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Course Development Grants

Previous Course Development Grant Recipients


Ani Kokobobo, Department of Slavic Languages & Literatures
Course Title: The Russian Novel through the Digital Humanities: Decentering Russia through Tolstoy’s War and Peace


Bruce Hayes, Department of French & Italian
Course Title: Introduction to Graduate Studies

Laura Mielke, Department of English
Course Title: American Literature I


Stephanie Fitzgerald, Department of English
Course Title: The Digital World of Louise Erdrich

Nina Vyatkina, Department of Germanic Languages and Literatures
Course Title: Advanced German I (pdf)
Utilizes an online corpus of German texts. The corpus allows students to perform database queries, the results of which can be used for language and text analysis.


Crystal Hall, Department of French & Italian
Course Title: Manzoni in the Digital Age
Students create a website detailing their findings throughout the course. They employ topic modeling, visualization and mapping through such tools as Voyant Tools, Wordle and ArcGIS Explorer.

Jonathan Lamb, Department of English
Course Title: Digital Shakespeare

Doug Ward, School of Journalism
Course Title: Infomania: Harnessing information in the digital age (pdf)
Promotes digital literacy and the use of digital tools for research and collaboration, with tools and sites such as Popplet, Evernote and Diigo.

Course Development Grant Guidelines

Note: the Course Development Grants program is currently on hold. IDRH is currently working on developing a Certificate in Digital Humanities and other efforts to advance course instruction in digital humanities. We will update information here when the program resumes. 

As part of an effort to develop an interdisciplinary palette of courses in digital humanities (and an eventual certificate program) at KU, the Institute for Digital Research in the Humanities is offering a $1000 stipend to tenured and tenure-track faculty who develop a new course in the digital humanities or add significant DH components to an existing course.

Priority will be assigned to proposals that meet following criteria and topical foci:

  • Undergraduate courses, or Undergraduate/Graduate courses
  • Courses that raise the profile of DH in their home departments or disciplines, or that attract students from a variety of departments and disciplines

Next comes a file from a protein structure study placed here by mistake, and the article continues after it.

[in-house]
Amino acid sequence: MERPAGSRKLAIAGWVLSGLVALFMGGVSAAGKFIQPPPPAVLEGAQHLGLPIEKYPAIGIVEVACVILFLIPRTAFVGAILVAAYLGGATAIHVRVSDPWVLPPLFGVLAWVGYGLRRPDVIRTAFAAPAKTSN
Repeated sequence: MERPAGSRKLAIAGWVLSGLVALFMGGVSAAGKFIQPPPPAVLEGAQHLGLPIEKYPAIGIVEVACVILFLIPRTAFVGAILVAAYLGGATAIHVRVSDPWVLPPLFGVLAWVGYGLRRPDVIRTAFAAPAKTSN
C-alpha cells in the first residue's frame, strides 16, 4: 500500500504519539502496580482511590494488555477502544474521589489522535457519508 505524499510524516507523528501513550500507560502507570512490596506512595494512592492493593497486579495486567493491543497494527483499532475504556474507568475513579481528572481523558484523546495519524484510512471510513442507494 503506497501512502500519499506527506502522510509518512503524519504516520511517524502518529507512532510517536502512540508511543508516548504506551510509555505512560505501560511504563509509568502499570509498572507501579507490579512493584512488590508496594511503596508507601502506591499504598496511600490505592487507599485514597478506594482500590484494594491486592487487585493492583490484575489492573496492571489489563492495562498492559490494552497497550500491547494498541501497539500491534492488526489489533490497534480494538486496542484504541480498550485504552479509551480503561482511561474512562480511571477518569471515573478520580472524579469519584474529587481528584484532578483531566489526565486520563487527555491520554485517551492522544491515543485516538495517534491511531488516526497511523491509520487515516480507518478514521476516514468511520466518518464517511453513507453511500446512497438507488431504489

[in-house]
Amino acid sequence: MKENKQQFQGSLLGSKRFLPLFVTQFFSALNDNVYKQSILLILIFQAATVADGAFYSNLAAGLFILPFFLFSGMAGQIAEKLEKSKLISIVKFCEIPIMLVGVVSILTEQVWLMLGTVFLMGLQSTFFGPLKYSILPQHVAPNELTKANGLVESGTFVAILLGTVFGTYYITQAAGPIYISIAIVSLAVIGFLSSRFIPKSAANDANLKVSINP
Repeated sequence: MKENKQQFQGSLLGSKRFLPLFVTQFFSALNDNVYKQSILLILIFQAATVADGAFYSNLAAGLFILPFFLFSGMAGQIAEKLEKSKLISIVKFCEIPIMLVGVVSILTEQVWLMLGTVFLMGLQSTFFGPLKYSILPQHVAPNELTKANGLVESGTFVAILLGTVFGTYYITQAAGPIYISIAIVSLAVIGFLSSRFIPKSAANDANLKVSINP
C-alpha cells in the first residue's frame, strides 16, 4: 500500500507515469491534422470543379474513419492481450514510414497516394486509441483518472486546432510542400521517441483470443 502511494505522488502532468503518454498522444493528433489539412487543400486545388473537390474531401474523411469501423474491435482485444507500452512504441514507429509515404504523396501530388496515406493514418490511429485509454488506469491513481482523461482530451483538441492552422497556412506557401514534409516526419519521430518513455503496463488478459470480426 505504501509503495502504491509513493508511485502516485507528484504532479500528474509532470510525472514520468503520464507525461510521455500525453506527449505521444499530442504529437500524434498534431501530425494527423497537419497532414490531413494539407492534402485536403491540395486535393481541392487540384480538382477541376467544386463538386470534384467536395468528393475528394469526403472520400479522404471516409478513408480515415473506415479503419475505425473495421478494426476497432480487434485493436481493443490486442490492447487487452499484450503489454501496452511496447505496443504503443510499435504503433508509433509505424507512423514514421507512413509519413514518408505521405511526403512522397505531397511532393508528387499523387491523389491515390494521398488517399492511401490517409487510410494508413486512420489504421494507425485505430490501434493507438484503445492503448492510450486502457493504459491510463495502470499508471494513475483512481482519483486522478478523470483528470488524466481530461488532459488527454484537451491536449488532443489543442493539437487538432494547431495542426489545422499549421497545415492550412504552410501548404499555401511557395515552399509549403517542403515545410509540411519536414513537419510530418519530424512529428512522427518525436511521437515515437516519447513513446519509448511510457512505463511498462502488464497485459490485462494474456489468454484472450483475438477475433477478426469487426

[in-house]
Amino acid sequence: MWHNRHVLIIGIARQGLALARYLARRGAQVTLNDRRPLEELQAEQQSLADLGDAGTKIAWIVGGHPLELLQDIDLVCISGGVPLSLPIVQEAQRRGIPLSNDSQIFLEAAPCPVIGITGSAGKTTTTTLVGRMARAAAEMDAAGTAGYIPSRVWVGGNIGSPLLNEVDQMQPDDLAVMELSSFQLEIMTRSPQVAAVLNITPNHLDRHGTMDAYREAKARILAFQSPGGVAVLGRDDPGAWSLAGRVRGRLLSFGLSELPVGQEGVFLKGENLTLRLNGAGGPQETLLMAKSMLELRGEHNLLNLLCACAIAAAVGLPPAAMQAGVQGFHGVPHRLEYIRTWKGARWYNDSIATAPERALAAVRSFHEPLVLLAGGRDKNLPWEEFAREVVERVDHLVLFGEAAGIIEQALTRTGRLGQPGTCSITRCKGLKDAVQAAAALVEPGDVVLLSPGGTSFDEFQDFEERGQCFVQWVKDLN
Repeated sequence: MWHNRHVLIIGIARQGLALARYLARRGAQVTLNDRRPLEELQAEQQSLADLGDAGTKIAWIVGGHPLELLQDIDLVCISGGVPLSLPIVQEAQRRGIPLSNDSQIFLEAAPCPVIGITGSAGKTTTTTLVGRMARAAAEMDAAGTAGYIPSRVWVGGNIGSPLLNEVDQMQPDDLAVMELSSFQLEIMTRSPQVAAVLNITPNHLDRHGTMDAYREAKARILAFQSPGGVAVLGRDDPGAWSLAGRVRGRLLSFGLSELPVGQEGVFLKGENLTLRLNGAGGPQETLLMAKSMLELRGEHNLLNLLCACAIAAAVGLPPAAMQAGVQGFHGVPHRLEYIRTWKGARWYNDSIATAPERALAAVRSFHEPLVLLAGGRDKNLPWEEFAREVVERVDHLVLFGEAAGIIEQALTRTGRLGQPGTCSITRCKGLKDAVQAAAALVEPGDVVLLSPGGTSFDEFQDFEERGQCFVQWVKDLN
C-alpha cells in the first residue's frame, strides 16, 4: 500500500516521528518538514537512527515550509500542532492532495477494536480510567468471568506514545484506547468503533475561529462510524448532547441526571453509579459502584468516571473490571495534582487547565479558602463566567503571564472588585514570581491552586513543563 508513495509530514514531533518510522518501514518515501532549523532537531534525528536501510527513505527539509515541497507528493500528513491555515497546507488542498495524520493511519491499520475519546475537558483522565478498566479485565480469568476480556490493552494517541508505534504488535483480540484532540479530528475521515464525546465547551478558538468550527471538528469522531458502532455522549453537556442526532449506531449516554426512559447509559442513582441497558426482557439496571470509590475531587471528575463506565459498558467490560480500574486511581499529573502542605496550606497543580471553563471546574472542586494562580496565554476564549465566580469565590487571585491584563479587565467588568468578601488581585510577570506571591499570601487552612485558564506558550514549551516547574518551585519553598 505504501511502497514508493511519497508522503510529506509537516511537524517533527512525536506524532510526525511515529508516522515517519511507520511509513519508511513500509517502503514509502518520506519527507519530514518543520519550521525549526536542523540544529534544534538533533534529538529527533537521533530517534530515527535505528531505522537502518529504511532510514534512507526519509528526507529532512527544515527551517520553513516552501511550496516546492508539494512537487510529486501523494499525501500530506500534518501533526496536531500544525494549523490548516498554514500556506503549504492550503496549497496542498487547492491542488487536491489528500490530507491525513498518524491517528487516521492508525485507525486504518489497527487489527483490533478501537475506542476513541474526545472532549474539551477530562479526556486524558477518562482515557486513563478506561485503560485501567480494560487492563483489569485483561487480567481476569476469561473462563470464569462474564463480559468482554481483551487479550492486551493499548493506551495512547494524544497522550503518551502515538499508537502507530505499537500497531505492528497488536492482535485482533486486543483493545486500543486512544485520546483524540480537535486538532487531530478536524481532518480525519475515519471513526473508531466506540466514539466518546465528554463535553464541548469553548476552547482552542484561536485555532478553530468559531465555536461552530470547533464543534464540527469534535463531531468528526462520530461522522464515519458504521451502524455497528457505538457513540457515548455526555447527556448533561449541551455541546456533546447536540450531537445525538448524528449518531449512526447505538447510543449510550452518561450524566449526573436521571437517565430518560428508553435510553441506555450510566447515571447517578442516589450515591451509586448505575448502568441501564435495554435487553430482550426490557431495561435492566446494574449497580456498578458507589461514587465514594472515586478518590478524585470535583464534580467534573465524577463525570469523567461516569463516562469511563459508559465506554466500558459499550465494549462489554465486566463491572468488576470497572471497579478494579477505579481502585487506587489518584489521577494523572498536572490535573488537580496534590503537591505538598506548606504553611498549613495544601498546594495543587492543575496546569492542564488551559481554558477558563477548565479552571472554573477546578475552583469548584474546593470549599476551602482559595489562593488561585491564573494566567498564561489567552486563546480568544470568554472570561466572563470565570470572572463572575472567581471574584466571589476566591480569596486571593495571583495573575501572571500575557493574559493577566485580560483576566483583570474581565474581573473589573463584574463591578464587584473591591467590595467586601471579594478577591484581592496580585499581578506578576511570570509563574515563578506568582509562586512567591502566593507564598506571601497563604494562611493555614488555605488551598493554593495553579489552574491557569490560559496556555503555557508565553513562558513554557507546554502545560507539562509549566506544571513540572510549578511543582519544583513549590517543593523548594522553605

• Methods that can be applied to a variety of humanities disciplines

Suggested Approaches:

  • General introductions to the Digital Humanities
  • Scripting and coding for humanities studies
  • Digital Editing and Publishing (Markup languages, XML, TEI)
  • Visual representation of humanities data (mapping, quantitative and qualitative analysis, speculative representations)
  • The creation of digital archives and/or use of existing ones
  • Creating, analyzing, and presenting audiovisual sources
  • The ethics of data creation, collection, access, and privacy
  • Social impacts and theories of new media
  • Visual and textual models of epistemology
  • Cyberinfrastructure and the humanities
  • Collaborative research methods in the humanities

The course may be in any humanities or closely-related discipline. Faculty members are encouraged to incorporate their own area of expertise (e.g. 19th c. English literature, contemporary art, activism in social media), with DH skills, methods, and tools. All proposed courses must be taught on the Lawrence or Edwards campus within 3 semesters of receiving funding. We expect to make up to three awards.

We are working on securing classroom/lab space in Watson Library with Apple Macintosh laptops that may be used for DH courses if needed.

All applicants who are selected for the program will be asked to participate in a Digital Humanities curriculum workshop in late May or early June (date TBA), and to eventually provide their course syllabus to IDRH to make available online.

How to Apply: Interested participants are invited to submit a short proposal (two to three pages, double-spaced) that includes: (1) a narrative description of the new course, including a list of; (2) the course title and a (possible) course number; and, (3) a discussion of the potential impact you expect the course to have on KU’s and their home departments’ digital humanities profile. The proposal should indicate whether or not the course is undergraduate or graduate, the expected enrollment, whether or not it is intended as a principal course, and the frequency with which it will be offered. It is expected that the course will be offered sometime during the next three semesters. Faculty from all humanities and related disciplines are invited to submit proposals.

Additional Guidelines

  • Proposals must be received by 5pm on Monday, May 2, 2016 at
  • The department chair and/or dean, as appropriate, must endorse all proposals.
  • Successful applicants will be notified on or before Wednesday, May 9, 2016.
  • The workshop for program participants will be scheduled for late May 2015. Date and time to be announced. Attendance by participants in the full program of the workshop is required in order to receive the summer stipend.
  • Participants will be asked to submit to IDRH a syllabus of the new course after it is offered.
  • For more information, please contact Phil Stinson or Brian Rosenblum, co-directors, IDRH, 864-8883 or

Directory of DH Scholars

Looking for collaborators, expertise, or other scholars with related interests? 

Please see our list of affiliated scholars at KU.

If you would like to be included in this list please complete our affiliated scholars form.


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